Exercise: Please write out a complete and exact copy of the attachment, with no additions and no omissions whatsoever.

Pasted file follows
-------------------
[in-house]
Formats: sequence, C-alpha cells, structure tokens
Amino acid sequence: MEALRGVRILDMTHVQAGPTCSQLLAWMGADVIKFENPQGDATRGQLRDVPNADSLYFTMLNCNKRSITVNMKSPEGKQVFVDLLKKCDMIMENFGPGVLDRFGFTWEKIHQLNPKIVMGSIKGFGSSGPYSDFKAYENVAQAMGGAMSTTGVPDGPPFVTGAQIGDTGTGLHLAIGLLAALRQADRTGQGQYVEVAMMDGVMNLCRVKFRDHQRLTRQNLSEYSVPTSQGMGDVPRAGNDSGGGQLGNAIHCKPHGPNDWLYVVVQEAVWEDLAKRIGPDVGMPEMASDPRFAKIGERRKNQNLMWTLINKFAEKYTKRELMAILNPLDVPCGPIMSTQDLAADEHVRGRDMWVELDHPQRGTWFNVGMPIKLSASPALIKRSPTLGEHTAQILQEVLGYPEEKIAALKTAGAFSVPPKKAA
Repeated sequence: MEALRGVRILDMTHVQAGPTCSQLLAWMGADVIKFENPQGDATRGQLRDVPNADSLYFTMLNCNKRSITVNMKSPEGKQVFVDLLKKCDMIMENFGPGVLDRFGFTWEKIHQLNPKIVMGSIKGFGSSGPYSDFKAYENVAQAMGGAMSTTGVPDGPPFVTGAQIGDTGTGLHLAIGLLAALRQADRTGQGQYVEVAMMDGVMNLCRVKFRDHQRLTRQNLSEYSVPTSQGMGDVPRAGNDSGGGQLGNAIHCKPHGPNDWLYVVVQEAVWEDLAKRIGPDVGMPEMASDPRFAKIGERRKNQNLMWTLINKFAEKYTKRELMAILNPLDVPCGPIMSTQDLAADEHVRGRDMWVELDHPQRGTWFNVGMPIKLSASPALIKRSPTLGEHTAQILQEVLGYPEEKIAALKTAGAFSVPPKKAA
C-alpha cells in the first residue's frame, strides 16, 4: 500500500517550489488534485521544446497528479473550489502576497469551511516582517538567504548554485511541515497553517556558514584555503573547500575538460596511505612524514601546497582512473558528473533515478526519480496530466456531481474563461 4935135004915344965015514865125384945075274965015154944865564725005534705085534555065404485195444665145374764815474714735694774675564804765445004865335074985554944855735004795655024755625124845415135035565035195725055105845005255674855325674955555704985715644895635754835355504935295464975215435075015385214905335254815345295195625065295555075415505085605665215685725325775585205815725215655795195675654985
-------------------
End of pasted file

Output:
[in-house]
Formats: sequence, C-alpha cells, structure tokens
Amino acid sequence: MEALRGVRILDMTHVQAGPTCSQLLAWMGADVIKFENPQGDATRGQLRDVPNADSLYFTMLNCNKRSITVNMKSPEGKQVFVDLLKKCDMIMENFGPGVLDRFGFTWEKIHQLNPKIVMGSIKGFGSSGPYSDFKAYENVAQAMGGAMSTTGVPDGPPFVTGAQIGDTGTGLHLAIGLLAALRQADRTGQGQYVEVAMMDGVMNLCRVKFRDHQRLTRQNLSEYSVPTSQGMGDVPRAGNDSGGGQLGNAIHCKPHGPNDWLYVVVQEAVWEDLAKRIGPDVGMPEMASDPRFAKIGERRKNQNLMWTLINKFAEKYTKRELMAILNPLDVPCGPIMSTQDLAADEHVRGRDMWVELDHPQRGTWFNVGMPIKLSASPALIKRSPTLGEHTAQILQEVLGYPEEKIAALKTAGAFSVPPKKAA
Repeated sequence: MEALRGVRILDMTHVQAGPTCSQLLAWMGADVIKFENPQGDATRGQLRDVPNADSLYFTMLNCNKRSITVNMKSPEGKQVFVDLLKKCDMIMENFGPGVLDRFGFTWEKIHQLNPKIVMGSIKGFGSSGPYSDFKAYENVAQAMGGAMSTTGVPDGPPFVTGAQIGDTGTGLHLAIGLLAALRQADRTGQGQYVEVAMMDGVMNLCRVKFRDHQRLTRQNLSEYSVPTSQGMGDVPRAGNDSGGGQLGNAIHCKPHGPNDWLYVVVQEAVWEDLAKRIGPDVGMPEMASDPRFAKIGERRKNQNLMWTLINKFAEKYTKRELMAILNPLDVPCGPIMSTQDLAADEHVRGRDMWVELDHPQRGTWFNVGMPIKLSASPALIKRSPTLGEHTAQILQEVLGYPEEKIAALKTAGAFSVPPKKAA
C-alpha cells in the first residue's frame, strides 16, 4: 500500500517550489488534485521544446497528479473550489502576497469551511516582517538567504548554485511541515497553517556558514584555503573547500575538460596511505612524514601546497582512473558528473533515478526519480496530466456531481474563461 4935135004915344965015514865125384945075274965015154944865564725005534705085534555065404485195444665145374764815474714735694774675564804765445004865335074985554944855735004795655024755625124845415135035565035195725055105845005255674855325674955555704985715644895635754835355504935295464975215435075015385214905335254815345295195625065295555075415505085605665215685725325775585205815725215655795195675654985